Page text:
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Location Guide: Dublin

Welcome to Dublin, Ireland

Dublin is a thriving city with a population of half a million. The city is listed by the Globalization and World Cities Research Network as a global city when a rank of “Alpha-“, placing it among the top thirty cities in the world. It is a historical and contemporary centre for education, economy, and arts. It is the centre of Higher Education in the Republic of Ireland, and it is home to three universities and the Dublin Institute of Technology. Dublin also has a burgeoning technology industry.

A large number of global companies have European headquarters in the city, including Microsoft, Google, Facebook, Twitter and Amazon. Many of these companies have set up shop in the technological heart of the city, the historical docklands, now known as Irelands home base for technology and sometimes referred to as Silicon Docks.

Dubliners are stereotypically known to be friendly, and you can expect this to be one Irish stereotype that has some truth to it! You can be assured of a warm Irish welcome in the city. Dublin is filled with beautiful buildings, parks, and landmarks, as well as a wealth of entertainment venues, and a healthy selection of traditional Irish pubs to visit.

Working in Dublin

Dublin has a thriving technological industry and an extensive international population. At the height of the economic boost in 2006, Ireland had about 420,000 foreign nationals living and working in Dublin, Cork, Limerick and so on. Today, the Greater Dublin area accounts for a large percentage of the nation’s jobs. The outskirts of Dublin offer a less hectic life than the big city, with extensive housing available in the more relaxed suburbs. However, because the city is so small, you still have all the amenities of a modern metropolis close to hand.

Banking, finance and commerce are also important in the city – the IFSC alone handles over €1 trillion a year. International firms such as Citibank and Commerzbank have established headquarters in the city. Also located in Dublin is the Irish Stock Exchange (ISEQ) and the Irish Enterprise Exchange.

Life in Dublin

The city itself has several parks (including St. Stephen’s Green and Phoenix Park) and open green spaces. Temple Bar, which is an area, not a business itself, has many bars, cafes, etc. Grafton Street is pedestrian and inviting, while bustling O’Connell Street is filled with cars, tourist buses and pedestrians alike. 

For those who find that living in the city tends to have a lack of greenery, Dublin is the perfect place. The city has more green spaces per square kilometre than any other European capital city. 97% of city residents live within 300 metres of a park area. Saint Anne’s Park is a public park, the second largest municipal park in Dublin and part of a 500 acre estate assembled by members of the Guinness family.

Dublin has a wide range of historical landmarks and monuments. One of the oldest is Dublin Castle, which was first founded in 1204. One of the city’s newest monuments is the Spire of Dublin, or “Monument of Light”. It is 121 metres tall and located on O’Connell Street. Trinity College is a popular destination to see the Book of Kells, stored in the library there. The book is an illustrated manuscript created by Irish monks circa. 800 AD. There are many more landmarks and monuments spread across the city to enjoy.

If your interests are a bit more modern, Dublin city centre has a range of thriving shopping centres, particularly around Grafton Street and Henry Street. The city also has a thriving market culture, with Moore Street being one of the city’s oldest trading districts.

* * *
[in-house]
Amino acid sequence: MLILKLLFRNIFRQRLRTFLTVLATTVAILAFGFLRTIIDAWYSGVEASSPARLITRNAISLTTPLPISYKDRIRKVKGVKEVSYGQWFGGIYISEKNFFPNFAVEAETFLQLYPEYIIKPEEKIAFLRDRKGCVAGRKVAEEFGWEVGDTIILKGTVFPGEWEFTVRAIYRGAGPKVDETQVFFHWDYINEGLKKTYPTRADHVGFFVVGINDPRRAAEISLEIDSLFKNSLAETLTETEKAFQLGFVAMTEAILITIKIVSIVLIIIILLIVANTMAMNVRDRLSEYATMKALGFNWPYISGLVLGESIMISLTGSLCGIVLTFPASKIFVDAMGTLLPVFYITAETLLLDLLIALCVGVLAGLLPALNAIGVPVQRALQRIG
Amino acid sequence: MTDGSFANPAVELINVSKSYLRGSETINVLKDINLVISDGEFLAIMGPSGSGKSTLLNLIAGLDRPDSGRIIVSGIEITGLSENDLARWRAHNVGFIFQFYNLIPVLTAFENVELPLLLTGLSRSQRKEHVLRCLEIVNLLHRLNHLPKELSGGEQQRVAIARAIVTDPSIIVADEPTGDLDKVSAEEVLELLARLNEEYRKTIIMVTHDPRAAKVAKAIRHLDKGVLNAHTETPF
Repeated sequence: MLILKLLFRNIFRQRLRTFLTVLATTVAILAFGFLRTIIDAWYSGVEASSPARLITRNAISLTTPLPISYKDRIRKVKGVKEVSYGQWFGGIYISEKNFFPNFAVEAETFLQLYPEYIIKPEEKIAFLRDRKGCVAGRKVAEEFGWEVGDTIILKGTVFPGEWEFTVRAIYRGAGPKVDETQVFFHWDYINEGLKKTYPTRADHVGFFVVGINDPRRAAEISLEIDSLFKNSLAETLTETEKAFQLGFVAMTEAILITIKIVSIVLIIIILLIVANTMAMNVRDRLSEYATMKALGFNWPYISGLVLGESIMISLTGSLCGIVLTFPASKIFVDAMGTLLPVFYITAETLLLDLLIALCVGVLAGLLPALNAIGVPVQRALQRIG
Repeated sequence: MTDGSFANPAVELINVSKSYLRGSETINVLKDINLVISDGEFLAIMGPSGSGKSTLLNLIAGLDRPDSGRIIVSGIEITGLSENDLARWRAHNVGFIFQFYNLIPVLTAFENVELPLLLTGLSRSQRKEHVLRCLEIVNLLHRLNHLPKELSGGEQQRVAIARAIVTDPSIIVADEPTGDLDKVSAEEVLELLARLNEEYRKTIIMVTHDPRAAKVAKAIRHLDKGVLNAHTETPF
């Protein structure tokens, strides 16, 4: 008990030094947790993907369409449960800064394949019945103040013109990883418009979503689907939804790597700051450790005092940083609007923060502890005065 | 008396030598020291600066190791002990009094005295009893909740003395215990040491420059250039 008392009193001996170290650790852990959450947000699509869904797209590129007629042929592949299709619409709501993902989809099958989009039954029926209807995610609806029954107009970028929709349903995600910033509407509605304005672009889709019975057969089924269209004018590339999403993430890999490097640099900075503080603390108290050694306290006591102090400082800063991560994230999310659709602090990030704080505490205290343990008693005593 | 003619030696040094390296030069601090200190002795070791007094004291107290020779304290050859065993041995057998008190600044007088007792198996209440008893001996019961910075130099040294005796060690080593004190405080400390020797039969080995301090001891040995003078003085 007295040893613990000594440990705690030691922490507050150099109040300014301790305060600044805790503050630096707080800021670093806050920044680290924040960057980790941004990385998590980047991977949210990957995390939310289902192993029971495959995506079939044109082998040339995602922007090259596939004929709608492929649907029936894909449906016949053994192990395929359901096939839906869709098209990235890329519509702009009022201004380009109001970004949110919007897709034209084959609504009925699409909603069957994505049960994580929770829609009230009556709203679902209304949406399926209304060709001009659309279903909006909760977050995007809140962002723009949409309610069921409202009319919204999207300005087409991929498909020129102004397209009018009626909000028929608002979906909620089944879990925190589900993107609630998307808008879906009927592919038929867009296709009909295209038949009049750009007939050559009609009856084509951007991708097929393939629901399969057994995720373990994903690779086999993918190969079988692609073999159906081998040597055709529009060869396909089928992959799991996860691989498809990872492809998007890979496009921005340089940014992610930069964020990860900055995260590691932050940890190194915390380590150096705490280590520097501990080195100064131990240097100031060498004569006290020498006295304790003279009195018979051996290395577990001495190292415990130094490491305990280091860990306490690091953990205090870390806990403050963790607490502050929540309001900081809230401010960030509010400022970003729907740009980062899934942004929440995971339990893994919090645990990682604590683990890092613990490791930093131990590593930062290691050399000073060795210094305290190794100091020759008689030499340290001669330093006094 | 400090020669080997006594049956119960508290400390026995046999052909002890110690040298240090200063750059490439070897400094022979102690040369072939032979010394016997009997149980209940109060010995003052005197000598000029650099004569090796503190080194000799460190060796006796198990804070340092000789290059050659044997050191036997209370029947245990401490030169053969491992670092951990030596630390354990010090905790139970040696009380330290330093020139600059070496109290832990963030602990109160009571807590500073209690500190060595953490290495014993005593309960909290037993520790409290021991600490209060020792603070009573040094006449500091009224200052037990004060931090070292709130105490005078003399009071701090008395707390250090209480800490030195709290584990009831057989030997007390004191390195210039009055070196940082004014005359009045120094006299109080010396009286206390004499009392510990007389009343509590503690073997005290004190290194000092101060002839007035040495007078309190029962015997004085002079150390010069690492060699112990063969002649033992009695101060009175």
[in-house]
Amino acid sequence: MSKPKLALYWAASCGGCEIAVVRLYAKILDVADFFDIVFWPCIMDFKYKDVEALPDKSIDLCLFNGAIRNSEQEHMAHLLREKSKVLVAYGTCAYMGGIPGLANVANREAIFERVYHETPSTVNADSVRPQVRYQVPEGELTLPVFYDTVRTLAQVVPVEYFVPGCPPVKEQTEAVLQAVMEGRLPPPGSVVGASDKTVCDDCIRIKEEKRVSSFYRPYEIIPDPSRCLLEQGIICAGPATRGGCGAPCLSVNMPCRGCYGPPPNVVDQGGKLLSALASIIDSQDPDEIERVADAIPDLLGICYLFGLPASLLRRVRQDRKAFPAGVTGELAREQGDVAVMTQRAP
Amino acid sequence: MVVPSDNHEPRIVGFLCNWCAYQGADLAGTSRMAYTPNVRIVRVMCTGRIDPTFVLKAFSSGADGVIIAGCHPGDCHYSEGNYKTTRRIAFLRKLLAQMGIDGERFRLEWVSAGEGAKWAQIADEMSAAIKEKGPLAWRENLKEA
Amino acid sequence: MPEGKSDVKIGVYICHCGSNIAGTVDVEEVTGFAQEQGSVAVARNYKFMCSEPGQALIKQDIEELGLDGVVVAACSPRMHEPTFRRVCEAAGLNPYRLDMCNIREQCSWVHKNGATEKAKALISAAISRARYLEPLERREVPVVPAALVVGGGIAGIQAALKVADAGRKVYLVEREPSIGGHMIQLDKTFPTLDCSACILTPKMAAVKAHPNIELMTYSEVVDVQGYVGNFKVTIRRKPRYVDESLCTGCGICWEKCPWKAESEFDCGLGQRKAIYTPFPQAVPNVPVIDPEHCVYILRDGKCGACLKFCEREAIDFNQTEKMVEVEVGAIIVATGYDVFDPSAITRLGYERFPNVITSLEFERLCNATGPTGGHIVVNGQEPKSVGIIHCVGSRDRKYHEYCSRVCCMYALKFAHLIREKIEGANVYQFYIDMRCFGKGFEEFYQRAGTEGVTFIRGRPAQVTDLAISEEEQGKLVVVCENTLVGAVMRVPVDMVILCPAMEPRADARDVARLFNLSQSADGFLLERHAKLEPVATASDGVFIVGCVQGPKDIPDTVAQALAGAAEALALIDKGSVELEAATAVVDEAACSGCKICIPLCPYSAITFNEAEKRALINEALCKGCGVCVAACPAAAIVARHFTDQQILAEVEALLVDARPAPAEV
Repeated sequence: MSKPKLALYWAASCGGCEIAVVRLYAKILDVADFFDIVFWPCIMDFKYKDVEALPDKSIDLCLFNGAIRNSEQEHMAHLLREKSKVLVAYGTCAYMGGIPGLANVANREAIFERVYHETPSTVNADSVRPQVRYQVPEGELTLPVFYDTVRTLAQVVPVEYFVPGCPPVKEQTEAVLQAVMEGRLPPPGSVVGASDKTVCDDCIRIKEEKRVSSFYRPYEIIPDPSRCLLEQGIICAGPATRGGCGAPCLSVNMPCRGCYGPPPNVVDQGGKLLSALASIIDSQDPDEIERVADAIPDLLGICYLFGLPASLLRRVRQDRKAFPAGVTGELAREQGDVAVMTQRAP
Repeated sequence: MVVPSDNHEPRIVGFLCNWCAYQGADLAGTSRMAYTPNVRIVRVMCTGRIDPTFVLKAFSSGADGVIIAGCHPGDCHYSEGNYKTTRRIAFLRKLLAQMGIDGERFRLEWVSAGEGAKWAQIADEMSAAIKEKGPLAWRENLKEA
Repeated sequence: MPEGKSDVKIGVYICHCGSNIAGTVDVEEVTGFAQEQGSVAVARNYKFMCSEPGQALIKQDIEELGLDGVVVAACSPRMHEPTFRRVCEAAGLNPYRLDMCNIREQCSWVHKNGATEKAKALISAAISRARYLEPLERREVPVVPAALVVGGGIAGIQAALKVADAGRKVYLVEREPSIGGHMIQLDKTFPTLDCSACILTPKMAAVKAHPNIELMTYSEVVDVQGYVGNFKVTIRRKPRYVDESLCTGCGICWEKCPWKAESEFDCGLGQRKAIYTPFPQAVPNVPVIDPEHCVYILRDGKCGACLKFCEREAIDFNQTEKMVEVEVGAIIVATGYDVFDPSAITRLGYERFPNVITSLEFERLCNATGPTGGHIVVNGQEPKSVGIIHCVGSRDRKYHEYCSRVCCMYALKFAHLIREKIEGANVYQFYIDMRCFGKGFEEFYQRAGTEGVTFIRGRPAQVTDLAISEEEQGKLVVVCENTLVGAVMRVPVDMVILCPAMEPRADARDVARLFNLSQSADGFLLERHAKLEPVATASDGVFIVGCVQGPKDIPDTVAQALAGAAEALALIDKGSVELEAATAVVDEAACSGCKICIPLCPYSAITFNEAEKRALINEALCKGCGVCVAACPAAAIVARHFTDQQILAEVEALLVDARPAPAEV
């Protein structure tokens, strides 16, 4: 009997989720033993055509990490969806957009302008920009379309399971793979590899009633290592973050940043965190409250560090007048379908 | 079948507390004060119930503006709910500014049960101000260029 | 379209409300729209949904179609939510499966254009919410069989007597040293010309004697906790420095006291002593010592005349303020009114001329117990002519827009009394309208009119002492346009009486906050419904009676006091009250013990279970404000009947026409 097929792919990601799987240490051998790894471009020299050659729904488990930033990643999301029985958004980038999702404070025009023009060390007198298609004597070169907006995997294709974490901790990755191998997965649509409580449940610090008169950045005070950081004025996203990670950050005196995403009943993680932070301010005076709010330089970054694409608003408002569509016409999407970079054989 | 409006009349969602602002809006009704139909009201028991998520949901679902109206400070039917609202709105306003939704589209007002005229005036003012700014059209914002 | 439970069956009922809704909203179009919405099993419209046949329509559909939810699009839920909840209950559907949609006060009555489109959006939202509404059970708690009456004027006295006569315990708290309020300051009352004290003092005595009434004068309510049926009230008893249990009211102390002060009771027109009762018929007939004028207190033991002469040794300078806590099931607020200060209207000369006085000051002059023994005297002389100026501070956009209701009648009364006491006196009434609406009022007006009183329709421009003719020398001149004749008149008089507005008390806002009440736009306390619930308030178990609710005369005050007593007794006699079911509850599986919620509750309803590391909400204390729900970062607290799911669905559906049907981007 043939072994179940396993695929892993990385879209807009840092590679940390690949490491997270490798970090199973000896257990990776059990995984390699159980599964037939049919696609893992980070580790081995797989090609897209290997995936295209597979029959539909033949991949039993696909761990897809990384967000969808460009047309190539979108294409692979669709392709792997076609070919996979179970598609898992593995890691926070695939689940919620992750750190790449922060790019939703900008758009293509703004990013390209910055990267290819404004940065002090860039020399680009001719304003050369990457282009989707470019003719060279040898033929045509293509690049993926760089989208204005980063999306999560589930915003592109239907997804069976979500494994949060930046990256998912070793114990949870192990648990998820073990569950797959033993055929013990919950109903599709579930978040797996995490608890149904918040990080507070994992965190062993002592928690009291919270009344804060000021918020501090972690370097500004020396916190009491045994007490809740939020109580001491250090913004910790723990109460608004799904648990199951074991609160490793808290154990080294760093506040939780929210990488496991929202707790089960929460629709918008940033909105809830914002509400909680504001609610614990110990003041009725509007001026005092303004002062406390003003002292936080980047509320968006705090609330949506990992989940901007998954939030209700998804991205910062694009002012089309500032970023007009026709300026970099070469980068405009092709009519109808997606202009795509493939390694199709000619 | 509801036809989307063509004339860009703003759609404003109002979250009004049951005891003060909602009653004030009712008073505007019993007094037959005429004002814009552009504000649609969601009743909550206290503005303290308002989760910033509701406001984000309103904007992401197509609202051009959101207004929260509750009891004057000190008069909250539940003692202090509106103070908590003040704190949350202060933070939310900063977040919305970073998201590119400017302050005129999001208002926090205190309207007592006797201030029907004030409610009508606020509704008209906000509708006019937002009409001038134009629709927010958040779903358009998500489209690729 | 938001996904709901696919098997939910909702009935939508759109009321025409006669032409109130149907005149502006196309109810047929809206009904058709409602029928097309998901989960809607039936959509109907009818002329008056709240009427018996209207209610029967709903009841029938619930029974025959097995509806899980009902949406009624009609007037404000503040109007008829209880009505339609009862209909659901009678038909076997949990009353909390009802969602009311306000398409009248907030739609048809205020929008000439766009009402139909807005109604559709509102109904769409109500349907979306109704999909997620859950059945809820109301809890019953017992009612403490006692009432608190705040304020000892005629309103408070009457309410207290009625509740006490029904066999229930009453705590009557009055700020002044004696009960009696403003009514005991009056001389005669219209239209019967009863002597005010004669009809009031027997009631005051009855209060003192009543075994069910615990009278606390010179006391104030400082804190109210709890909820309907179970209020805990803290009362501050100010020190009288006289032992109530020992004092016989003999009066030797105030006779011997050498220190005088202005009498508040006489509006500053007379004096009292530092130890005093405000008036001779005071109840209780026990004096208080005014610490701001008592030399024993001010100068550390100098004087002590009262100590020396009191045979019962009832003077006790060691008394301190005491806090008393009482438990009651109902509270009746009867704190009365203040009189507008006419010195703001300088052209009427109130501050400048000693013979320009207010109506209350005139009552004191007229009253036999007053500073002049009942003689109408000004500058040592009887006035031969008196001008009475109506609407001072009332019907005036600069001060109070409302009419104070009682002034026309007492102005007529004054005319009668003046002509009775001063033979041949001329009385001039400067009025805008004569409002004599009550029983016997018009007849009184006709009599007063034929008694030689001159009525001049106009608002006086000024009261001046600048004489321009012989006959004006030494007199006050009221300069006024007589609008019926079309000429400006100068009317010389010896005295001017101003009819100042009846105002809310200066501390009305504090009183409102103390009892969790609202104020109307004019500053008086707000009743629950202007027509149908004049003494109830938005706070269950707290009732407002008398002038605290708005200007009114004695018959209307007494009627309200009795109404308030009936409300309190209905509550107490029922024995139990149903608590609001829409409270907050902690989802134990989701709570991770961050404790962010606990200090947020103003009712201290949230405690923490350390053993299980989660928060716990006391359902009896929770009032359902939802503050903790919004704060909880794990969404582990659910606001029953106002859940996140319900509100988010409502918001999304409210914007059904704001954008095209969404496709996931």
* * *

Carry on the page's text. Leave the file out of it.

Dublin also has a vibrant nightlife, being reportedly one of Europe’s most youthful cities, with an estimated 50% of citizens being younger than 25. There are many pubs across the city, with areas around St. Stephen’s green and Grafton Street having a variety of bars and clubs. The best known area for nightlife is Temple Bar. It was originally developed as Dublin’s cultural quarter and retains this spirit as a centre for small arts productions, photographic and artists’ studios and street performers. Dublin has long been known for having a strong underground arts scene, and the city has many acclaimed dramatic, musical and operatic companies, including Festival Productions, Lyric Opera Productions, and Opera Ireland.

Alternative cinema can be found in the Irish Film Institute in Temple Bar, n the Screen Cinema, on d’Olier Street and in the Lighthouse Cinema in Smithfield. The 02 venue in the Dublin Docklands is a fantastic venue that has played host to many world renowned performers.


Dublin offers a range of ethnic restaurants as well plenty of Michellen Star eateries. There are also plenty of cheaper pubs and restaurants in the city centre for when you fancy a nice meal but don’t want to break the bank.



The Average Cost of Living in Dublin



Meal at an inexpensive restaurant


Meal for 2 with 3 courses, mid range restaurant


Combo meal at McDonalds, etc.




Domestic Beer (0.5 litre draught)


Imported Beer (0.33 litre bottle)


Wine (10cl glass, depending on brand)




Coke/Pepsi (0.33 litre bottle)


Water (0.33 litre bottle)




One way ticket


Monthly Pass


Taxi Start


Taxi 1km


Petrol (1 litre)


Monthly Rent and Living Costs


Apartment (1 bedroom) in city centre


Apartment (1 bedroom) outside city centre


Apartment (3 bedrooms) in city centre


Apartment (3 bedrooms) outside city centre


Utilities (electricity, heating, water etc. for small apartment)


1 minute of prepaid mobile tariff local (no discounts or plans)


Internet (6 Mbps, Unlimited Data, Cable/ADSL)


Sports and Leisure


Fitness club/gym, monthly fee


Tennis court rent (1 hour)


Adult cinema ticket


Useful Links




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